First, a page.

A Survey of Functional Brain Imaging Applications in the Study of Learning and Learning Differences


Thanks to technological advancements made over the past few years, a revolution has begun to take place in the study of how we human beings use our brains. With the advent of functional brain imaging (FBI), some have even gone so far as to speculate that one day imaging may provide us with information concerning individual learning styles and differences which is detailed enough to aid in the development of appropriate teaching methods. Although the complexity of the human brain may prove the latter to be a practical impossibility, FBI has already begun to deepen our understanding of medicinal treatments for conditions which affect learning and behavior, such as attention deficit hyperactivity disorder (ADHD). The current and future importance of FBI, and the resulting merger between psychology and neurology into the field now referred to as cognitive neuroscience, is both undeniable and thrilling.

We will try (when posible) to avoid using the term learning "disability." Perhaps one of the most important lessons which we are just beginning to learn (both through the help of functional imaging and an increasing social awareness and acceptance of different learning styles) is that all brains are unique--in obvious as well as subtle and intricate ways. In many respects no two brains are alike, and thus it may never be possible to completely unravel and generalize all the mysteries of neurology and cognition. With this in mind, who can say what is a normal or abnormal way to process information? There seem to be both some advantages and disadvantages to most methods of learning. Often, the most disabling of the latter is the plethora of difficulties created for those who learn differently than what is believed to be the norm, and yet are subjected to a system of education to which (for reasons which may be biological, emotional, or both) they cannot or do not naturally adapt.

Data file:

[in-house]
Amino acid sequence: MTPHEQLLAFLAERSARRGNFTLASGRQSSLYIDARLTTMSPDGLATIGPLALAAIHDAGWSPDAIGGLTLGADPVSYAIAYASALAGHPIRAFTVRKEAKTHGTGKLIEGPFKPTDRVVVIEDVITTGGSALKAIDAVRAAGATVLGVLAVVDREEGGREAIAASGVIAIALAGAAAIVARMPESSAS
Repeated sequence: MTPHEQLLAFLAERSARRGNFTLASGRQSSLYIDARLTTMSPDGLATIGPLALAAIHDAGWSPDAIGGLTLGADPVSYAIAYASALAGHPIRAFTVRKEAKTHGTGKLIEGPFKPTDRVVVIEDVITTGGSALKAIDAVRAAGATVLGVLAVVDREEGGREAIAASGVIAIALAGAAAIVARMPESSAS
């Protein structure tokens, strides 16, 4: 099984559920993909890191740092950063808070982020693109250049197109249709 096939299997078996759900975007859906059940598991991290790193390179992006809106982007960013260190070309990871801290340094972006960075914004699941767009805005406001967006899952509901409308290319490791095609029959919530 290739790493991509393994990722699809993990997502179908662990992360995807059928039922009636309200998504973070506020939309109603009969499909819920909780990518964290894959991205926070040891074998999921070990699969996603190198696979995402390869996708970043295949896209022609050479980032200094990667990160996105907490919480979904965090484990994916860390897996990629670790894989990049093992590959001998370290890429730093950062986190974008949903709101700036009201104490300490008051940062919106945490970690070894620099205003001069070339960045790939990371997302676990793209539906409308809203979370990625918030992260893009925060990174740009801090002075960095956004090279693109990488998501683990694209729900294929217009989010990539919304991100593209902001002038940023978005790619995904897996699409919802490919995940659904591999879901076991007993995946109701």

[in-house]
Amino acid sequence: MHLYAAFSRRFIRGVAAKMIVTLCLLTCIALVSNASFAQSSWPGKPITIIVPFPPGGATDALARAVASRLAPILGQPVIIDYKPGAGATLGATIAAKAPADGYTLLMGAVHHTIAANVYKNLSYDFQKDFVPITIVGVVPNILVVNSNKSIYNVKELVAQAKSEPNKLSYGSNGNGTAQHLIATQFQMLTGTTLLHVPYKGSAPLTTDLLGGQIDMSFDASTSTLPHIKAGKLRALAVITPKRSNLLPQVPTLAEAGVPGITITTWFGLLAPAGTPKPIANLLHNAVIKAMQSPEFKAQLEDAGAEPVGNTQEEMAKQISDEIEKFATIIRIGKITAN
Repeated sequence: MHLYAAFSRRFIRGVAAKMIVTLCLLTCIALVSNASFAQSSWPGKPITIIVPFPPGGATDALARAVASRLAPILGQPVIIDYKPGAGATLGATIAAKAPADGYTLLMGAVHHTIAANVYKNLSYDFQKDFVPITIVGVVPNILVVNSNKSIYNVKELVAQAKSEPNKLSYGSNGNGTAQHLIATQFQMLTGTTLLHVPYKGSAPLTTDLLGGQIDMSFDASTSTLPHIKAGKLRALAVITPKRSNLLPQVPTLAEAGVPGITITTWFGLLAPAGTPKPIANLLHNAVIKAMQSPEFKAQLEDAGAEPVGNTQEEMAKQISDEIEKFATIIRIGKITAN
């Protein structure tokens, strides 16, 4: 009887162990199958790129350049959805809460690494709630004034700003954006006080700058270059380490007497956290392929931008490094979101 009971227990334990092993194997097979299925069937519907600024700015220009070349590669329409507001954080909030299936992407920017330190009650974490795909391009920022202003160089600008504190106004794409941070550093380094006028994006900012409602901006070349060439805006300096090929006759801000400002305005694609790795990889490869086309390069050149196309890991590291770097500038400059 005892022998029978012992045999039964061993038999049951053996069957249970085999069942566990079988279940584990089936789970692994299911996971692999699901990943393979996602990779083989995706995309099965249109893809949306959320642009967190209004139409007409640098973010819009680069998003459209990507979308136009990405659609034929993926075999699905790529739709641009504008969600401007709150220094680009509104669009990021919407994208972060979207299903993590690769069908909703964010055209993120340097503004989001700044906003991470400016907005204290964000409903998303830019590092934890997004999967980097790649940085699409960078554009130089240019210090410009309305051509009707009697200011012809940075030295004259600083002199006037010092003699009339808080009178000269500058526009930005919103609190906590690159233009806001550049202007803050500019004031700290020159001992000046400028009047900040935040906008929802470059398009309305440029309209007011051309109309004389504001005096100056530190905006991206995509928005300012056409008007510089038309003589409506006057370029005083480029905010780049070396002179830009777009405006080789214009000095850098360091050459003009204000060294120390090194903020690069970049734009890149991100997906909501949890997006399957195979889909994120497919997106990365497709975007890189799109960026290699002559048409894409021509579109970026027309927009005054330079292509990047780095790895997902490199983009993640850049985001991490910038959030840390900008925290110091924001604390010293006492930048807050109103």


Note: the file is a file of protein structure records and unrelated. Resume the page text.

The following pages are not the product of our own personal (scientific) research, but rather an organized summary of information derived from many sources, inspired by an educated interest in learning and the use of functional imaging in the study of human cognition. We provide what we hope to be comprehensive information on the technical aspects of functional imaging, on multiple facets of learning differences (LDs), and on how the two are related. In particular, we are interested in recent applications of the FBI methods we discuss here in detail with respect to two of the most commonly known and studied learning differences, dyslexia and ADHD. We welcome and encourage any questions or comments (including constructive criticism), or suggestions concerning learning-related topics or areas of neurological research which you feel should be addressed here in more detail.

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